Announcing: New Agendas on Youth and Young Adulthood: Youth Studies Conference
University of Glasgow, April 8-10, 2013
For full details see: http://www.youthstudiesconference.com/
The Journal of Youth Studies has always been at the cutting edge of the subject area, stimulating theoretical debate and publishing world class empirical studies. Now, after fifteen years of Youth Studies, it is time to take stock: to look back at our achievements and to explore the agendas that will take us forward over the next decade.
This is the first conference sponsored by the journal, and we hope that you will join us – in our home at Glasgow University – to help us map out the future and address some of the big issues facing young people in a world where opportunities are frequently lacking. Ultimately, we want you, as youth researchers, to come and focus on improving the lives of young people in contemporary societies.
The programme will include a mix of keynotes by leading researchers in the field, roundtable sessions focused on topical issues and theoretical concerns, and themed paper sessions. We encourage both new and experienced researchers and people from the Global South as well as the Global North.
We can offer three days of stimulating debate and lively company in the cosmopolitan city of Glasgow, and, for those with time to spare before or after the conference, the opportunity to see something of the Scottish countryside.
Registration is now open. Costs are kept to reasonable levels and we offer accommodation to suit all pockets. Special rates will be offered to postgraduate students and participants from the Global South.
At this stage, we are inviting proposals for themed sessions. In the first instance, please send a proposal (one page maximum) for a themed, 90 minute, session to Andy Furlong. We are not setting a closing date, but we will make our first selections in early October and will close the call when we are satisfied with the proposed portfolio of sessions.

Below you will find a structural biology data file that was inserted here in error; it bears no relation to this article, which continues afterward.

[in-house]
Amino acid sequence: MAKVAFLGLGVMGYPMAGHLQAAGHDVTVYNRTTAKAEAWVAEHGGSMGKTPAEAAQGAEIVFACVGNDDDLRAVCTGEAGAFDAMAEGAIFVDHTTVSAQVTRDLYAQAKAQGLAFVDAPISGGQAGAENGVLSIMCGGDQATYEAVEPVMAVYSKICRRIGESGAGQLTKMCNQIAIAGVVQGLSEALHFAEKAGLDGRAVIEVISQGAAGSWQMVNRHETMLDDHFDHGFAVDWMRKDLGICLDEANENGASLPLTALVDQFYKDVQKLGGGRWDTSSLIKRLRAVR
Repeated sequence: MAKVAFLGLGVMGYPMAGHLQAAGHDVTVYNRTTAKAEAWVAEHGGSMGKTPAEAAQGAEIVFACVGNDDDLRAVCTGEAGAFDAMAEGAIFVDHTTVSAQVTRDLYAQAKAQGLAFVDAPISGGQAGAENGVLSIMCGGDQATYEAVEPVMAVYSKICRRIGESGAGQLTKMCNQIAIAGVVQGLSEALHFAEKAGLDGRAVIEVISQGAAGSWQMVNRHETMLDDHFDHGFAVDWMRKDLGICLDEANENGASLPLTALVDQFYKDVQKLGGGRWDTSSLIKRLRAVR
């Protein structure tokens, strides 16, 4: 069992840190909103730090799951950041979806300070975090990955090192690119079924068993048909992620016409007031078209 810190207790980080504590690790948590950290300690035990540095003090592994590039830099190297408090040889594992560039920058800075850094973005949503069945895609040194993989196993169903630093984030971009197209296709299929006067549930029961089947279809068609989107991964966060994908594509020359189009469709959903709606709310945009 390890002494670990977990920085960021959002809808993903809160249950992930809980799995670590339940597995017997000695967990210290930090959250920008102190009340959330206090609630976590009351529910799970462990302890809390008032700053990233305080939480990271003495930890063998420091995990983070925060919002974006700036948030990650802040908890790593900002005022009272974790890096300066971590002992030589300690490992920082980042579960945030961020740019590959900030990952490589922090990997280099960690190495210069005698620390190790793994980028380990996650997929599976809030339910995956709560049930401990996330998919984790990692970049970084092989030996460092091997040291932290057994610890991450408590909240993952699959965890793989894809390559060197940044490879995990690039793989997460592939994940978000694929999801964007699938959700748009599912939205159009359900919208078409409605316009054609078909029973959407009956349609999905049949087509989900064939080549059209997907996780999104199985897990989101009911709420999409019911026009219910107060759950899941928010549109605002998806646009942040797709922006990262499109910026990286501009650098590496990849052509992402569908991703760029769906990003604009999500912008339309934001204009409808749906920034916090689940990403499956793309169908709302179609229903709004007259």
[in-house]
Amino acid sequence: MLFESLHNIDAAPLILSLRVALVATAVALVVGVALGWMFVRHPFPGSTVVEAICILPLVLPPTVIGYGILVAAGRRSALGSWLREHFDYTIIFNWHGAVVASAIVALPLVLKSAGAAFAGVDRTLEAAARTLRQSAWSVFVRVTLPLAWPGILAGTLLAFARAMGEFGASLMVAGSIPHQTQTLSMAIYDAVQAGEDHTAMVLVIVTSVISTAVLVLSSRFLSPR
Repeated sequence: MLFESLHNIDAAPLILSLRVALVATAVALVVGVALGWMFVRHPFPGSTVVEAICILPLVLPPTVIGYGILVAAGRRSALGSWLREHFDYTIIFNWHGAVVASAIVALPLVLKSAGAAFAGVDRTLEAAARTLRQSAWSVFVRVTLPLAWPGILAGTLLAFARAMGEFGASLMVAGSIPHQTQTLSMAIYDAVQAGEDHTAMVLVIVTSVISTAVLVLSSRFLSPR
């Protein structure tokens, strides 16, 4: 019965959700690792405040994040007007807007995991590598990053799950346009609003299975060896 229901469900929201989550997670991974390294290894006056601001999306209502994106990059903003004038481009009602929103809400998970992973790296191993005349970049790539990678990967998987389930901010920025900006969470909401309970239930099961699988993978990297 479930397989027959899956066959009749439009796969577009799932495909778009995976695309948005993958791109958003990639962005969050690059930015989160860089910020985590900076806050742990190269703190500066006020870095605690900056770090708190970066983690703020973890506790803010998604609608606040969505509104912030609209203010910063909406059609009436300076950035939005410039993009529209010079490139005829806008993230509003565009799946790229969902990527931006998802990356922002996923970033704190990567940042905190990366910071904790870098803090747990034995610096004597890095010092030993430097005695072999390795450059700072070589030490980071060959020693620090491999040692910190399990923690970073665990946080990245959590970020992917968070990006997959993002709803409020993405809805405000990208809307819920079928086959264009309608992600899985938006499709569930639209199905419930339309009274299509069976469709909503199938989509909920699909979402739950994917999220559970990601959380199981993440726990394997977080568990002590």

Mary C. Brinton is Professor of Sociology at Harvard University and Departmental Chair. Mary has written on gender inequality, education, labour markets and economic sociology. Mary’s recent book, Lost in Transition (Cambridge), focuses on the impact of social and economic change on Japanese youth.
Tim Newburn, Professor or Criminology and Social Policy and Head of the Department of Social Policy at the London School of Economics. Tim is one of the UKs leading criminologists and has a strong interest in youth offending. He led the LSE team that conducted a major investigation into the causes of the recent UK urban disorders, ‘Reading the Riots’ involving interviews with young people who took part in the disorders. The findings were serialised in the Guardian newspaper.
Guy Standing, Professor of Economic Security at the University of Bath and formerly Director of the Socio-Economic Security Programme of the International Labour Organisation in Geneva. Guy’s recent book, The Precariat: The New Dangerous Class (Bloomsbury), explores the consequences of the transformation of work and labour: a trend that has important implications for young people.
The organising committee can be contacted through their dedicated email address: firstname.lastname@example.org